As for the Democrats, they did fall in love a couple of years ago. But, like the old folk song says, love grows old and waxes cold. Many were underwhelmed by the hard-fought changes to health care, the failure to close Guantanamo, the perceived inadequacy of new financial regulation, the targeted killing and increased drone strikes in Afghanistan.
And those independent voters, who also fell a little in love at the last Presidential election, are still sitting in homes that are worth vastly less, if indeed, they are still in their homes at all. They continue to earn less for working harder, if indeed they work at all. The deficit continues to balloon.
In the year since the President was last here, the Tea Party has grown bigger. The Democrats have lost control of the Senate. Massachusetts, of all places, replaced a Democratic lion, Sen. Edward Kennedy, with a Republican ex-centerfold, Scott Brown. Wall Street has taken to sending a much higher proportion of its considerable political donations to the other side, and the Jewish lobby, a mainstay of Democratic support, also has grown disenchanted. The Supreme Court, in a moment of right-wing wisdom, has opened the floodgates for corporate political donations.
Foreign policy problems are worse: Israel has contrived to make new enemies of old friends. America is leaving Iraq with no government and a broken infrastructure; the war in Afghanistan goes ever worse and public opinion has turned against it; Wikileaks has exposed the details of Pakistani perfidy.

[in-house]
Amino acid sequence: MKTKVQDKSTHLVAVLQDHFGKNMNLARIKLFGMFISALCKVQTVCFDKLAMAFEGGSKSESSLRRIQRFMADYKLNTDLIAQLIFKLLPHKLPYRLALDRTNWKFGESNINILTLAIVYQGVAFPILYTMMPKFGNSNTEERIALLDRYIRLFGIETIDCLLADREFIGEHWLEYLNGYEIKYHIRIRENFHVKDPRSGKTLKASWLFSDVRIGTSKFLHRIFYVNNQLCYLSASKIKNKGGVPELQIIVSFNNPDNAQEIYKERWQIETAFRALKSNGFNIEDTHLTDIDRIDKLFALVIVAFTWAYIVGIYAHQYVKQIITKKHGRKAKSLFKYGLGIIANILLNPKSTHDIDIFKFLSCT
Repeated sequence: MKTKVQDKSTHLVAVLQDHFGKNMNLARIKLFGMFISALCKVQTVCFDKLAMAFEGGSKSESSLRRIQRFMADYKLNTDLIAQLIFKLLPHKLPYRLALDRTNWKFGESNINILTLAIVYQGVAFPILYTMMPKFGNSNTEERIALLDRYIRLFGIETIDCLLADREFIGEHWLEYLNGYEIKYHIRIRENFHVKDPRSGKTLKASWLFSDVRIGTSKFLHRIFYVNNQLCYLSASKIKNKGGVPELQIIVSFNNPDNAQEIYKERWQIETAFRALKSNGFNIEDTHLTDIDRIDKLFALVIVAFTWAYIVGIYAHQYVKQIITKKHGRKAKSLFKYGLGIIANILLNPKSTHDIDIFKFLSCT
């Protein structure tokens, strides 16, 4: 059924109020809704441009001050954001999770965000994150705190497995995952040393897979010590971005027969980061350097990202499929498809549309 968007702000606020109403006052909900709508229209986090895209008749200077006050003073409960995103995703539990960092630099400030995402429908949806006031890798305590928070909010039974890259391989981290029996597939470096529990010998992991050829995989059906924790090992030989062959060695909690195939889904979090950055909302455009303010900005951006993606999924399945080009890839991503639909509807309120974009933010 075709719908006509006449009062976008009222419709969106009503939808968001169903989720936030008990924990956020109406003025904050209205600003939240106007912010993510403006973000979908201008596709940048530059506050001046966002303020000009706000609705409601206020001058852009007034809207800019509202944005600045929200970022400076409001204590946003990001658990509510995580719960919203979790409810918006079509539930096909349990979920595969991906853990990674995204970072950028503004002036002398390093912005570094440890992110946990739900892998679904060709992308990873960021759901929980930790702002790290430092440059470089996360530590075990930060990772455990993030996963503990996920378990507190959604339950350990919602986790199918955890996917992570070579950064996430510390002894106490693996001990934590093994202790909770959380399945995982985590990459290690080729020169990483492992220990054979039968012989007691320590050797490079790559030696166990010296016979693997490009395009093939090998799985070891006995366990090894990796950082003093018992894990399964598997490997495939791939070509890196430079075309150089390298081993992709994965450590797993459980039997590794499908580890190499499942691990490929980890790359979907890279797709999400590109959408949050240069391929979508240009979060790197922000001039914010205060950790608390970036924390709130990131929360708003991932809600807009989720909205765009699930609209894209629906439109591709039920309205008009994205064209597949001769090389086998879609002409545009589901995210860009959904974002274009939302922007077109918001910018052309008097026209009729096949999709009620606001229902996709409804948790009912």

At home, the worst oil spill in U.S. history has finally been plugged but the Gulf of Mexico and Gulf Coast remain polluted with vast quantities of goop. The oil industry and environmental groups remain equally cranky at proposed new regulation. Economists are talking of a double-dip recession. There has been no significant decline in unemployment and foreclosures continue to go up. Xenophobic anti-immigrant sentiment has grown like Topsy. The lunar right is talking about “terror babies,” and pushing Constitutional change, as if the document is some part of a left wing conspiracy.
When the President can’t even defend the Constitution itself without getting into trouble, you know things are dire. Yet that’s the case. Mr. Obama invoked freedom of religion to say Muslims were entitled to build an Islamic center a couple of blocks from 9/11 ground zero in Manhattan. In a day he was forced to qualify his words, adding that just because they had the right, it didn’t mean they were wise to do it.
And beyond all the individual problems, people are asking bigger questions. Does America’s way of doing business not work any more? Is its model of democracy, version 1.0 in the world of democratic systems, nimble enough to cope with the changes?
And beyond even that is the general attitude of the country. The last remaining true manifestation of the mythic “American exceptionalism” was the country’s optimism. And that, the polls show, is fast evaporating.
Several polls now show 60 per cent or more of the population believes America is in decline.
When President Obama was elected, the satirical publication, the Onion, headlined its report “Black Man Given Nation’s Worst Job.” That headline looks more wryly prophetic every day.
So who could blame the guy for wanting a little time off?